Paolo Ferri concludes his unique and personal view of the ground-breaking ESA Rosetta mission based on his two decades-long association with the pioneering ESA space mission. In the fourth in his series of exclusive articles for ROOM, he recalls the challenging and unexpected events after Rosetta’s arrival at Comet 67P/Churyumov-Gerasimenko, the first ever deployment of a lander on a comet’s surface, and the mission’s final spectacular conclusion.
The long years of hibernation, out of contact with Rosetta, were spent completing the preparation for the comet phase of the mission, defining operations concepts, designing and testing software tools and procedures, hiring and training the newcomers in the flight control team. Never before in the history of space exploration had a space probe reached a comet and tried to orbit around it.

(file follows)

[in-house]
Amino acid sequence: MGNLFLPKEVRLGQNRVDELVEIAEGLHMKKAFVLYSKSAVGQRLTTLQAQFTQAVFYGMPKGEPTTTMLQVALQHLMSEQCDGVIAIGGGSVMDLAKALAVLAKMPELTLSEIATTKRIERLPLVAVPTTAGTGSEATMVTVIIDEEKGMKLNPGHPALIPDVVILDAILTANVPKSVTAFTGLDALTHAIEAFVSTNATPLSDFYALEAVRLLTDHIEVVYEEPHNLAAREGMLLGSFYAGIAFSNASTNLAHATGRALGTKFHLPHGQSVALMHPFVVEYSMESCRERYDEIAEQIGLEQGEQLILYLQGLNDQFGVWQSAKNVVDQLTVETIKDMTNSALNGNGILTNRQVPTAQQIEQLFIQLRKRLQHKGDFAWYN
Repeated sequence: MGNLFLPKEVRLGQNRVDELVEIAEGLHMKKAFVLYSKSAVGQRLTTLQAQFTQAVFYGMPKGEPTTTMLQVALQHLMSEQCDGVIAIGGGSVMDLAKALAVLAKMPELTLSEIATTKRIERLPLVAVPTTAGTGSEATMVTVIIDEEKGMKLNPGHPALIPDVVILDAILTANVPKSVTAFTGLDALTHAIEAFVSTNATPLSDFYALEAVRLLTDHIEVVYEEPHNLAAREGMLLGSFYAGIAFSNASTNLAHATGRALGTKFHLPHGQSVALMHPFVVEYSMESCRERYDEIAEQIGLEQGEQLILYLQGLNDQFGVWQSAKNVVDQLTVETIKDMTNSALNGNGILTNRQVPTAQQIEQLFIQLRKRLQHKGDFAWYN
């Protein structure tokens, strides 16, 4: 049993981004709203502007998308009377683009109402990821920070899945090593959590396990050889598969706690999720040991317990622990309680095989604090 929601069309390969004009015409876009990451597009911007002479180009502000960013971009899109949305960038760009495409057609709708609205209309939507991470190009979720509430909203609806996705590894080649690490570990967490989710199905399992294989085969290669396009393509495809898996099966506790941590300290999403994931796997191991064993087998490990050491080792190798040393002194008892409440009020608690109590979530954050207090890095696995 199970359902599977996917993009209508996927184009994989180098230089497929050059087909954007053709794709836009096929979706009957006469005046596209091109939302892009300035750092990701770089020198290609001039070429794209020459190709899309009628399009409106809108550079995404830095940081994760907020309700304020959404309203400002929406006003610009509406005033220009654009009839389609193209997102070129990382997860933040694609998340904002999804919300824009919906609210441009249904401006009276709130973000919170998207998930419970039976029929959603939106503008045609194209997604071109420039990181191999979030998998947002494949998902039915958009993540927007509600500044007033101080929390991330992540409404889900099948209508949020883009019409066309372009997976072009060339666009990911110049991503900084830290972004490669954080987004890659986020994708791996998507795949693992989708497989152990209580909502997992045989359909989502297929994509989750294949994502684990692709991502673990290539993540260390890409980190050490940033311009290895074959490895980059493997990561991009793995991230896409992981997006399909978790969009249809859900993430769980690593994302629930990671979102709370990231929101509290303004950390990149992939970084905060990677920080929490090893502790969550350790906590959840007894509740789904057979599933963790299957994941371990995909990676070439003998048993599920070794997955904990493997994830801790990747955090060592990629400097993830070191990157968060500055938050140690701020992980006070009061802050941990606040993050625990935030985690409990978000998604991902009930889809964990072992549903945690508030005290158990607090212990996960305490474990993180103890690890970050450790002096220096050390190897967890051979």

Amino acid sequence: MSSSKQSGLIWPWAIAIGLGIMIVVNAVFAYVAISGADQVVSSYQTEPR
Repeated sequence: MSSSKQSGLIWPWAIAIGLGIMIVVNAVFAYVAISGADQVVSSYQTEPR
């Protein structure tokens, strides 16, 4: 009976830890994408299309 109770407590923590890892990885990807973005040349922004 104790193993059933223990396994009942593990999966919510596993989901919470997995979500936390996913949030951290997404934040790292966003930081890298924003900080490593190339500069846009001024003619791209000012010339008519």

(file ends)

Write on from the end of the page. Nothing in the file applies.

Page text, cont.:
The flight dynamics and overall flight operations challenges were huge: we had to gradually approach the target comet, and then try and fly around it while building up our knowledge of the nucleus and its dynamical environment. Our Flight Dynamics colleagues had prepared a model of the comet, including its mass, shape and the dynamical forces that would act on our spacecraft, and integrated it into the orbit determination software. However, the model could only be built up and refined by using the Rosetta spacecraft itself as a ‘sensor’ of the dynamic perturbations. It was an iterative process that could only start when we were in proximity of the nucleus: it was like learning to fly by doing it!
Read the conclusion of Paolo Ferri's fascinating account of the Rosetta mission, up to and including the completion of the mission on Comet 67P/Churyumov-Gerasimenko in the full version of the article, available now to our subscribers.